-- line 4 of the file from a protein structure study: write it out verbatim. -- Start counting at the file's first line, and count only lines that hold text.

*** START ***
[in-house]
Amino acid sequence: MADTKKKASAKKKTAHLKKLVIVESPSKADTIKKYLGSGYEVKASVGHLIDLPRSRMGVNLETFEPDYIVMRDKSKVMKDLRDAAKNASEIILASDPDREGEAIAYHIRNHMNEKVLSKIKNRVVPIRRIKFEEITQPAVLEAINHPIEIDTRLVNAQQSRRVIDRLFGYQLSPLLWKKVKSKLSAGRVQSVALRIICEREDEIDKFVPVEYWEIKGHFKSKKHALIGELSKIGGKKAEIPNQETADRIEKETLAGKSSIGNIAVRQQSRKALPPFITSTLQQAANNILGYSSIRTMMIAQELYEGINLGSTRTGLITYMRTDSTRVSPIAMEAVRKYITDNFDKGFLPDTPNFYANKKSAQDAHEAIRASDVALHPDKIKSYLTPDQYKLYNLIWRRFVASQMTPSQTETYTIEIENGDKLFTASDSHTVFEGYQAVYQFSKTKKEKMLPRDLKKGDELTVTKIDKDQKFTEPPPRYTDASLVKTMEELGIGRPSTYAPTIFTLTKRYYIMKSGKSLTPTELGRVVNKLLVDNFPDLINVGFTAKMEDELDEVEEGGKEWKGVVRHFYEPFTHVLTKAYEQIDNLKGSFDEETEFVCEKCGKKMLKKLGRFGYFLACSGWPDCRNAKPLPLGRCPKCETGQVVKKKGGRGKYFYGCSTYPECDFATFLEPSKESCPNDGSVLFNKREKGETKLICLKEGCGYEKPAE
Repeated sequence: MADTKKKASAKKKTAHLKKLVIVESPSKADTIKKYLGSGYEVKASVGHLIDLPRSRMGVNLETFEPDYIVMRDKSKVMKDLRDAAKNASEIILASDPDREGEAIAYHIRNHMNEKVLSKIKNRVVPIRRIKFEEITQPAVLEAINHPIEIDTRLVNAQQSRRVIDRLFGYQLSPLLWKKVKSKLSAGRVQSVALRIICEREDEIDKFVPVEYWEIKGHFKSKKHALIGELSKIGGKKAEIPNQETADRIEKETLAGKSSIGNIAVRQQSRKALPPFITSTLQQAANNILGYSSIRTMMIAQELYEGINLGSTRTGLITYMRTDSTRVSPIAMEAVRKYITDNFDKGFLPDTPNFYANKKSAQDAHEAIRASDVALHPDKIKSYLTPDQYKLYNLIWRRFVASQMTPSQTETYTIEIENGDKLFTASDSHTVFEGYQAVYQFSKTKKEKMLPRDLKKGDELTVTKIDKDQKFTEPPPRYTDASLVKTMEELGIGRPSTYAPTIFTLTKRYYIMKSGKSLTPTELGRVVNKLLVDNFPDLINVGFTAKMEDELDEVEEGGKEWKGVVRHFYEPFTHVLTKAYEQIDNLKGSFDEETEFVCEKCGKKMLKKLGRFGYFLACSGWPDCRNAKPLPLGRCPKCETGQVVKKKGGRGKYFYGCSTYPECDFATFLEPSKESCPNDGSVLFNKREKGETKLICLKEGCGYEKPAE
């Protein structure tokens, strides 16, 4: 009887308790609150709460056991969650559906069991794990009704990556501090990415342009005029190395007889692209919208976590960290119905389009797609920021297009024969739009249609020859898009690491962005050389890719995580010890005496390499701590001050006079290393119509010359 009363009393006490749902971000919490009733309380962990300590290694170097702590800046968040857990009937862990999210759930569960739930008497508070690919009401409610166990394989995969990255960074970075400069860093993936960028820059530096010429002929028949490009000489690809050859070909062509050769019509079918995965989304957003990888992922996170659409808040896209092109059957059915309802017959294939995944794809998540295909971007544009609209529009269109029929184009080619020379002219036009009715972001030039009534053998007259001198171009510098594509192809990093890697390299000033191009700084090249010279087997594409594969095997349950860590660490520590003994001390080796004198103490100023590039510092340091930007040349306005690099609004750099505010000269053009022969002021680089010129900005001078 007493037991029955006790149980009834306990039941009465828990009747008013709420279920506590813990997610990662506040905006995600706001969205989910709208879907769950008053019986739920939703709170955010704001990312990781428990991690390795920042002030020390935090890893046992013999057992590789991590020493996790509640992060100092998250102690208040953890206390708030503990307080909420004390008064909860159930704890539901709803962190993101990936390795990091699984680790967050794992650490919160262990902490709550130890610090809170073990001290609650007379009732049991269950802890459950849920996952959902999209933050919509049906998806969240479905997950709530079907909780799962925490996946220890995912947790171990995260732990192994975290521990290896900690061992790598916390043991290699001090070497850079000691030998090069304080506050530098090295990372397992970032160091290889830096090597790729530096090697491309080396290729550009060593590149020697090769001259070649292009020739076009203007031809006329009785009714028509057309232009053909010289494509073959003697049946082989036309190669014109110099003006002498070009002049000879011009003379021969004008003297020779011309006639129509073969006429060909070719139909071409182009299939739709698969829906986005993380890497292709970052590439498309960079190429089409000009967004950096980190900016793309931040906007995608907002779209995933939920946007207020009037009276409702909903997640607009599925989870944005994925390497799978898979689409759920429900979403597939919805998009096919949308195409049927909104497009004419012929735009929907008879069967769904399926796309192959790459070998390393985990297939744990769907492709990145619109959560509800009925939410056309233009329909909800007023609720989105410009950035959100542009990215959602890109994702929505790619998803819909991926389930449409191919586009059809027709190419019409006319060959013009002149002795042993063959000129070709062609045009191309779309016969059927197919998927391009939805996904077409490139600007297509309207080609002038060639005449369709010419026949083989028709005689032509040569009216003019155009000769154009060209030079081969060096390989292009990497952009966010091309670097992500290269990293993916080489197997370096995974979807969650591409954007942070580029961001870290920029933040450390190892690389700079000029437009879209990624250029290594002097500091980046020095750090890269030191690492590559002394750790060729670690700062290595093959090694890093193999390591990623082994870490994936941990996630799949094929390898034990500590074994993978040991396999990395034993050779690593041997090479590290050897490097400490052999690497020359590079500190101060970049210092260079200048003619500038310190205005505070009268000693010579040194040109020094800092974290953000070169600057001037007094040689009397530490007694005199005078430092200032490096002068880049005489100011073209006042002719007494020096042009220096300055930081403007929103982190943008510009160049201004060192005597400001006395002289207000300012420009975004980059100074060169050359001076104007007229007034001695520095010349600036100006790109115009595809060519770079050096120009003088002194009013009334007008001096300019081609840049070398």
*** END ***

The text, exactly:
């Protein structure tokens, strides 16, 4: 009887308790609150709460056991969650559906069991794990009704990556501090990415342009005029190395007889692209919208976590960290119905389009797609920021297009024969739009249609020859898009690491962005050389890719995580010890005496390499701590001050006079290393119509010359 009363009393006490749902971000919490009733309380962990300590290694170097702590800046968040857990009937862990999210759930569960739930008497508070690919009401409610166990394989995969990255960074970075400069860093993936960028820059530096010429002929028949490009000489690809050859070909062509050769019509079918995965989304957003990888992922996170659409808040896209092109059957059915309802017959294939995944794809998540295909971007544009609209529009269109029929184009080619020379002219036009009715972001030039009534053998007259001198171009510098594509192809990093890697390299000033191009700084090249010279087997594409594969095997349950860590660490520590003994001390080796004198103490100023590039510092340091930007040349306005690099609004750099505010000269053009022969002021680089010129900005001078 007493037991029955006790149980009834306990039941009465828990009747008013709420279920506590813990997610990662506040905006995600706001969205989910709208879907769950008053019986739920939703709170955010704001990312990781428990991690390795920042002030020390935090890893046992013999057992590789991590020493996790509640992060100092998250102690208040953890206390708030503990307080909420004390008064909860159930704890539901709803962190993101990936390795990091699984680790967050794992650490919160262990902490709550130890610090809170073990001290609650007379009732049991269950802890459950849920996952959902999209933050919509049906998806969240479905997950709530079907909780799962925490996946220890995912947790171990995260732990192994975290521990290896900690061992790598916390043991290699001090070497850079000691030998090069304080506050530098090295990372397992970032160091290889830096090597790729530096090697491309080396290729550009060593590149020697090769001259070649292009020739076009203007031809006329009785009714028509057309232009053909010289494509073959003697049946082989036309190669014109110099003006002498070009002049000879011009003379021969004008003297020779011309006639129509073969006429060909070719139909071409182009299939739709698969829906986005993380890497292709970052590439498309960079190429089409000009967004950096980190900016793309931040906007995608907002779209995933939920946007207020009037009276409702909903997640607009599925989870944005994925390497799978898979689409759920429900979403597939919805998009096919949308195409049927909104497009004419012929735009929907008879069967769904399926796309192959790459070998390393985990297939744990769907492709990145619109959560509800009925939410056309233009329909909800007023609720989105410009950035959100542009990215959602890109994702929505790619998803819909991926389930449409191919586009059809027709190419019409006319060959013009002149002795042993063959000129070709062609045009191309779309016969059927197919998927391009939805996904077409490139600007297509309207080609002038060639005449369709010419026949083989028709005689032509040569009216003019155009000769154009060209030079081969060096390989292009990497952009966010091309670097992500290269990293993916080489197997370096995974979807969650591409954007942070580029961001870290920029933040450390190892690389700079000029437009879209990624250029290594002097500091980046020095750090890269030191690492590559002394750790060729670690700062290595093959090694890093193999390591990623082994870490994936941990996630799949094929390898034990500590074994993978040991396999990395034993050779690593041997090479590290050897490097400490052999690497020359590079500190101060970049210092260079200048003619500038310190205005505070009268000693010579040194040109020094800092974290953000070169600057001037007094040689009397530490007694005199005078430092200032490096002068880049005489100011073209006042002719007494020096042009220096300055930081403007929103982190943008510009160049201004060192005597400001006395002289207000300012420009975004980059100074060169050359001076104007007229007034001695520095010349600036100006790109115009595809060519770079050096120009003088002194009013009334007008001096300019081609840049070398």